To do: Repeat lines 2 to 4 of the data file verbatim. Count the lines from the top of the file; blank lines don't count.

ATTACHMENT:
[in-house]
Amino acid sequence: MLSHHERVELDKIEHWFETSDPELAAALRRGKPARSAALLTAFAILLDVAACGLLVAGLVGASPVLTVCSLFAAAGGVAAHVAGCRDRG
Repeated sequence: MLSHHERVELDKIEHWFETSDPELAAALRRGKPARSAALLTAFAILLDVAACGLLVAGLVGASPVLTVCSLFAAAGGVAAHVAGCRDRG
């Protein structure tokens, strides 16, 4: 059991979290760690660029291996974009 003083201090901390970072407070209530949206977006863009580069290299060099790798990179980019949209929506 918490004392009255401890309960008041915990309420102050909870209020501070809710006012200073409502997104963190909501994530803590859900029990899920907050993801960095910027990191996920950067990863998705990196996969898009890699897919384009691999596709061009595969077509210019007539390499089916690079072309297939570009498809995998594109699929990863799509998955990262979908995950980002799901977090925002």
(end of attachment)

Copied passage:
Amino acid sequence: MLSHHERVELDKIEHWFETSDPELAAALRRGKPARSAALLTAFAILLDVAACGLLVAGLVGASPVLTVCSLFAAAGGVAAHVAGCRDRG
Repeated sequence: MLSHHERVELDKIEHWFETSDPELAAALRRGKPARSAALLTAFAILLDVAACGLLVAGLVGASPVLTVCSLFAAAGGVAAHVAGCRDRG
């Protein structure tokens, strides 16, 4: 059991979290760690660029291996974009 003083201090901390970072407070209530949206977006863009580069290299060099790798990179980019949209929506 918490004392009255401890309960008041915990309420102050909870209020501070809710006012200073409502997104963190909501994530803590859900029990899920907050993801960095910027990191996920950067990863998705990196996969898009890699897919384009691999596709061009595969077509210019007539390499089916690079072309297939570009498809995998594109699929990863799509998955990262979908995950980002799901977090925002």